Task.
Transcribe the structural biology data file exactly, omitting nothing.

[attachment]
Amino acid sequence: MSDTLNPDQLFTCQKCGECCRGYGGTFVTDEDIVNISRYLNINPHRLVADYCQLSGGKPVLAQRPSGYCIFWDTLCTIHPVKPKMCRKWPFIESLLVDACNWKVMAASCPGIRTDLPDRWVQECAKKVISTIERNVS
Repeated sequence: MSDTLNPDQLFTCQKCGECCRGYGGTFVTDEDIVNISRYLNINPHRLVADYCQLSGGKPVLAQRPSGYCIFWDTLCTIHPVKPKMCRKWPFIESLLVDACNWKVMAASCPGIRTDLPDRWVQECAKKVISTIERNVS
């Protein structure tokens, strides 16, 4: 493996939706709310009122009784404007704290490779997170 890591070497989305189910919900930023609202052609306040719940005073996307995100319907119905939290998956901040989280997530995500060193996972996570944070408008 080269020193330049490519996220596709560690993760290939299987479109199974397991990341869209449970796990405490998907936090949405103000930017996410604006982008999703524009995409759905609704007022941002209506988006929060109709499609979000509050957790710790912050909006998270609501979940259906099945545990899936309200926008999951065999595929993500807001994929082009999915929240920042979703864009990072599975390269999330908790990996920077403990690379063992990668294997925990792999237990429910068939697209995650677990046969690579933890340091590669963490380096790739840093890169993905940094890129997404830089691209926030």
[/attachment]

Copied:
Amino acid sequence: MSDTLNPDQLFTCQKCGECCRGYGGTFVTDEDIVNISRYLNINPHRLVADYCQLSGGKPVLAQRPSGYCIFWDTLCTIHPVKPKMCRKWPFIESLLVDACNWKVMAASCPGIRTDLPDRWVQECAKKVISTIERNVS
Repeated sequence: MSDTLNPDQLFTCQKCGECCRGYGGTFVTDEDIVNISRYLNINPHRLVADYCQLSGGKPVLAQRPSGYCIFWDTLCTIHPVKPKMCRKWPFIESLLVDACNWKVMAASCPGIRTDLPDRWVQECAKKVISTIERNVS
């Protein structure tokens, strides 16, 4: 493996939706709310009122009784404007704290490779997170 890591070497989305189910919900930023609202052609306040719940005073996307995100319907119905939290998956901040989280997530995500060193996972996570944070408008 080269020193330049490519996220596709560690993760290939299987479109199974397991990341869209449970796990405490998907936090949405103000930017996410604006982008999703524009995409759905609704007022941002209506988006929060109709499609979000509050957790710790912050909006998270609501979940259906099945545990899936309200926008999951065999595929993500807001994929082009999915929240920042979703864009990072599975390269999330908790990996920077403990690379063992990668294997925990792999237990429910068939697209995650677990046969690579933890340091590669963490380096790739840093890169993905940094890129997404830089691209926030």